M. G. Vassanji is the author of the acclaimed novels: The Gunny Sack, which won a regional Commonwealth Writers’ Prize; No New Land; The Book of Secrets, which won the very first Giller Prize; Amriika; The In-Between World of Vikram Lall, which also received the Giller Prize; and The Assassin's Song.
From a Q & A at the publisher's website:
Q: Please talk a bit about the horrible violence that shook western India in 2002?Read the entire Q & A and learn more about the novel.
A: The violence took place in the state of Gujarat in early 2002. It followed an incident in which a train compartment carrying Hindu Nationalist activist-pilgrims caught fire and some 60 people were literally burned alive. The activist pilgrims were returning from the site of the 16th-century Babru Mosque, which had been demolished in 1993 by activists claiming it to have been an ancient Hindu site.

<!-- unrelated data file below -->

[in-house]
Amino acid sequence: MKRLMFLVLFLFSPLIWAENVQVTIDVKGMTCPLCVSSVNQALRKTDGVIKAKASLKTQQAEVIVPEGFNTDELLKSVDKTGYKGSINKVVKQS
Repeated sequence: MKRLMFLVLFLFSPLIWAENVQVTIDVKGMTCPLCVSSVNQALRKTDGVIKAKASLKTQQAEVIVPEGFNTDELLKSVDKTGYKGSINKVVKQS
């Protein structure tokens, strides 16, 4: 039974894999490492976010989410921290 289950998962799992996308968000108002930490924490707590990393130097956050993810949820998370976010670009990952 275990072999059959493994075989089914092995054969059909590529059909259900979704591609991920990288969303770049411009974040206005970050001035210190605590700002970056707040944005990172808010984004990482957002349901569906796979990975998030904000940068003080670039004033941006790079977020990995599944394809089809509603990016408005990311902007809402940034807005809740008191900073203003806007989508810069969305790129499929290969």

Following the burning of the train compartment, attributed to Muslims but never actually proved, a pogrom took place in Gujarat in which Muslim households were targetted and attacked in various places, goaded on by the right-wing Gujarat government, and encouraged by the police. The worst kind of violence imaginable took place, against women especially.
Following this violence (euphemistically called "riots") and basing its decision on the Indian Human Rights Commission, the US State department refused a visitor's visa to the Gujarat Chief Minister, Mody.
Q: How did you decide to write about this period?
A: I used this violence and its terrible destruction as a point from which to bring out the history of a shrine up to its destruction.
Read Ray Taras' review of The Assassin's Song.